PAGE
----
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Issue 7, 2012
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Pyrolytic conversion of cellulose to fuels: levoglucosan deoxygenation via elimination and cyclization within molten biomass

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Abstract

Fast pyrolysis of biomass thermally cracks solid biopolymers to generate a transportable liquid (bio-oil) which can be upgraded and integrated with the existing petroleum infrastructure. Understanding how the components of biomass, such as cellulose, break down to form bio-oil constituents is critical to developing successful biofuels technologies. In this work, we use a novel co-pyrolysis technique and isotopically labeled starting materials to show that levoglucosan, the most abundant product of cellulose pyrolysis (60% of total), is deoxygenated within molten biomass to form products with higher energy content (pyrans and light oxygenates). The yield of these products can be increased by a factor of six under certain reaction conditions, e.g., using long condensed-phase residence times encountered in powder pyrolysis. Finally, co-pyrolysis experiments with deuterated glucose reveal that hydrogen exchange is a critical component of levoglucosan deoxygenation.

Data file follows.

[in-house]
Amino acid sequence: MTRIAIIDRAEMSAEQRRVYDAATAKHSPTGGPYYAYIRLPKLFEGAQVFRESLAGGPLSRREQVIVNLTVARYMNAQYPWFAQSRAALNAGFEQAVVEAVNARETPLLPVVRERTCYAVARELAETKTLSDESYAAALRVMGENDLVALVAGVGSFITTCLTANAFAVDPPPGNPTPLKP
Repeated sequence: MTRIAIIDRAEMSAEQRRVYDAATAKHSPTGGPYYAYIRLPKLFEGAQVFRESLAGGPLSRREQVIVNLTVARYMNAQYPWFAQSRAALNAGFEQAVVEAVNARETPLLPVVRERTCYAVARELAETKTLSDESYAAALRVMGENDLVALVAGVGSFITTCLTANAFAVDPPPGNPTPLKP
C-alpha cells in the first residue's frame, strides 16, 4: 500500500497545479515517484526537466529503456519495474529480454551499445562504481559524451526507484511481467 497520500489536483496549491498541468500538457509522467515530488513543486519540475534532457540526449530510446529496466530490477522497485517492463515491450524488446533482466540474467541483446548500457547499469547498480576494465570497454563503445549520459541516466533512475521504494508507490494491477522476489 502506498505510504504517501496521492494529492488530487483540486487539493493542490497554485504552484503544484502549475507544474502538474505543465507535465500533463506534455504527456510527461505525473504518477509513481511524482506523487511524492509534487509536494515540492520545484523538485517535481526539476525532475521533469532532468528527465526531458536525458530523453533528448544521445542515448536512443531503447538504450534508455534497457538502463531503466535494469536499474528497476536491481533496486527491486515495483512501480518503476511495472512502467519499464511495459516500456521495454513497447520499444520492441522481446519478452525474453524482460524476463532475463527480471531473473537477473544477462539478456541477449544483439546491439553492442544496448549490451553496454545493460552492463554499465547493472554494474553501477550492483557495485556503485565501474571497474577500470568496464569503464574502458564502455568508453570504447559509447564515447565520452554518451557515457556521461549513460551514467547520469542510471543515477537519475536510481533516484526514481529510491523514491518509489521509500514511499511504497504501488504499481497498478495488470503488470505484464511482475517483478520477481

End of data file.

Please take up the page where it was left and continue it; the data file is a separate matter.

Graphical abstract: Pyrolytic conversion of cellulose to fuels: levoglucosan deoxygenation via elimination and cyclization within molten biomass

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Supplementary files

Article information


Submitted
07 Feb 2012
Accepted
28 Feb 2012
First published
15 Mar 2012

Energy Environ. Sci., 2012,5, 7864-7868
Article type
Communication

Pyrolytic conversion of cellulose to fuels: levoglucosan deoxygenation via elimination and cyclization within molten biomass

M. S. Mettler, A. D. Paulsen, D. G. Vlachos and P. J. Dauenhauer, Energy Environ. Sci., 2012, 5, 7864
DOI: 10.1039/C2EE21305B

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